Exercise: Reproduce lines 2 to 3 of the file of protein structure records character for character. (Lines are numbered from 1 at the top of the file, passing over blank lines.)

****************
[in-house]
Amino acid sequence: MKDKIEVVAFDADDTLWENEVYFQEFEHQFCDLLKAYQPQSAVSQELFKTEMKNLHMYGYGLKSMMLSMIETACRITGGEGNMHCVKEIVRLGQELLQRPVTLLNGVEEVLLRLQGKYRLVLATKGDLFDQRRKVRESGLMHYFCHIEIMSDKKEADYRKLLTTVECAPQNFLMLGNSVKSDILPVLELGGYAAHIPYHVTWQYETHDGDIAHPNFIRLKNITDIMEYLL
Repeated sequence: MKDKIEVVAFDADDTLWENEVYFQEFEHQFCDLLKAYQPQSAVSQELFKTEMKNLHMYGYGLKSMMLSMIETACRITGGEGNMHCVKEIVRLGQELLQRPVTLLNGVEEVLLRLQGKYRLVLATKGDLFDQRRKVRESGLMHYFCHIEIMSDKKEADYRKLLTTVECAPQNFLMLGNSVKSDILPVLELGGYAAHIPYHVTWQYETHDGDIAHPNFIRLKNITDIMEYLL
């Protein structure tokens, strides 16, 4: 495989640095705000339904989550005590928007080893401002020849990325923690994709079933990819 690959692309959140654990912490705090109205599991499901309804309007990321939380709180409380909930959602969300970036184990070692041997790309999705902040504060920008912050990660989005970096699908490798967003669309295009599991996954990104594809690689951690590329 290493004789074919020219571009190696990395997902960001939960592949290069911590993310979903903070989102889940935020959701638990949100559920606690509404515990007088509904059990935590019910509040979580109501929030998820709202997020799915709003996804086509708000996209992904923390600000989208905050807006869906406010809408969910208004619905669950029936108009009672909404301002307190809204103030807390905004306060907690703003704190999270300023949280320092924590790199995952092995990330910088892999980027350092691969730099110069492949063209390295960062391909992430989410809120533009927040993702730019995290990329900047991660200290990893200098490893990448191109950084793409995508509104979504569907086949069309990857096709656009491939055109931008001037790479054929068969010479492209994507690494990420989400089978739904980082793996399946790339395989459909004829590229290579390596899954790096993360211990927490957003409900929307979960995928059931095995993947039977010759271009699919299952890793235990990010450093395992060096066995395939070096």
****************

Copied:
Amino acid sequence: MKDKIEVVAFDADDTLWENEVYFQEFEHQFCDLLKAYQPQSAVSQELFKTEMKNLHMYGYGLKSMMLSMIETACRITGGEGNMHCVKEIVRLGQELLQRPVTLLNGVEEVLLRLQGKYRLVLATKGDLFDQRRKVRESGLMHYFCHIEIMSDKKEADYRKLLTTVECAPQNFLMLGNSVKSDILPVLELGGYAAHIPYHVTWQYETHDGDIAHPNFIRLKNITDIMEYLL
Repeated sequence: MKDKIEVVAFDADDTLWENEVYFQEFEHQFCDLLKAYQPQSAVSQELFKTEMKNLHMYGYGLKSMMLSMIETACRITGGEGNMHCVKEIVRLGQELLQRPVTLLNGVEEVLLRLQGKYRLVLATKGDLFDQRRKVRESGLMHYFCHIEIMSDKKEADYRKLLTTVECAPQNFLMLGNSVKSDILPVLELGGYAAHIPYHVTWQYETHDGDIAHPNFIRLKNITDIMEYLL